• Jaime Richards

Hey, Helicopter Parents, Get a Dog!


If you think being a "helicopter parent" is harmless, you probably haven't listened to Julie Lythcott-Haims. The former dean of freshmen and undergraduate advising at Stanford says that when parents don't step back, they're damaging their children.

Here's why: When parents "overparent" (do way too much for their kids) they're sending them the signal that they aren't good enough to make it on their own. That without mom's (or dad's) doting, they'll fail.

If parents sincerely want to see their children become self-supporting and self-reliant, Lythcott-Haims urges them to stop hovering. need to have the opportunity to screw up and fail.

The question is, do parents truly want to see their kids become self-supporting and self-reliant? Or is their (perhaps unconscious) aim to raise children who endlessly depend on them?

My first-grade teacher wife is an eye witness to mothers showing up at lunchtime to spoon feed (literally!) their six and seven year-olds. And I'll never forget when one of my 12th graders' mommy relentlessly pestered me about the B her son received on a project. (Her 18 year-old never said a word about it to me.)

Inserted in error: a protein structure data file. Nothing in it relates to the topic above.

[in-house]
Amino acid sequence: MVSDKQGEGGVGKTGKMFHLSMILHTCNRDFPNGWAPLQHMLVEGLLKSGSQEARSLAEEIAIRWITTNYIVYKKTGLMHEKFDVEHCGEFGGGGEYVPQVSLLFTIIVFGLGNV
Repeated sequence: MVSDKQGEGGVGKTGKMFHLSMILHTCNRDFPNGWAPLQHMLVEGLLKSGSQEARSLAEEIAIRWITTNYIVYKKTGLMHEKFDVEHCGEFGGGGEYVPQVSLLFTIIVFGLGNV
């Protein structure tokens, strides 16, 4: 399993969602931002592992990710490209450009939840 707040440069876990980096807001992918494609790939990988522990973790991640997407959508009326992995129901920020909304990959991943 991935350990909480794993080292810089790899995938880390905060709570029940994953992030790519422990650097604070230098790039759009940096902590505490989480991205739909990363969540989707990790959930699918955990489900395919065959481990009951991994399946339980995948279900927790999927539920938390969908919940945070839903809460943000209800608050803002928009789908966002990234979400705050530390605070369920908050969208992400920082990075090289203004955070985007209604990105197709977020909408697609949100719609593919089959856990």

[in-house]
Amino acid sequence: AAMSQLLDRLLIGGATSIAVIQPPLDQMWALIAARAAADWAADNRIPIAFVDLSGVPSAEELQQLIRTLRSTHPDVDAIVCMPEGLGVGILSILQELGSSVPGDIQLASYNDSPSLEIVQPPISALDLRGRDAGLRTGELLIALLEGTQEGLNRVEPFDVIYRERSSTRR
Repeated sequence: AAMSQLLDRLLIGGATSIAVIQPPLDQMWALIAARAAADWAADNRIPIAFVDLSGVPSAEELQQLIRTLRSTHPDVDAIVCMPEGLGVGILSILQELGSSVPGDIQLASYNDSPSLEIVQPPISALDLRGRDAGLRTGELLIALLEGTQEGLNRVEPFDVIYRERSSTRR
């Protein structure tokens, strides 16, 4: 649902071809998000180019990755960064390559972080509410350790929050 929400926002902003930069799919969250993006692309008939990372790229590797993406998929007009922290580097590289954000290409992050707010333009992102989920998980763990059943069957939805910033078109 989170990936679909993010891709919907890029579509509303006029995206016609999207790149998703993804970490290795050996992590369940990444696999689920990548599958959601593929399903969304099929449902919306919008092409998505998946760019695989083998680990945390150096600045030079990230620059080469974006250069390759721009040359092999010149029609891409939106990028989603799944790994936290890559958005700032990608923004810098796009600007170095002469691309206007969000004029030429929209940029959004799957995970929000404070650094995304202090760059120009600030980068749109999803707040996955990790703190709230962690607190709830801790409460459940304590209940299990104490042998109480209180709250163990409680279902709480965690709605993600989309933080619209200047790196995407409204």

For parents like these who can't bear to watch their babies grow up, I have a suggestion. Adopt a dog.

Dogs will never be potty trained. They'll never cook themselves a meal. They'll never brush themselves. They can't take themselves to the doctor. And doggy school teachers want you to be right there with them in class!

If you're one of those parents who won't let your kids grow up, get over it and cut the line. It may be painful at first for both you and them, but, unless your child has special needs, you've got to do it.

And if you can't get past the sadness, visit an animal shelter. There's a doggy waiting there for you who needs a helicopter parent.

Listen to Julie Lythcott-Haims here: http://www.kqed.org/a/forum/R201506251000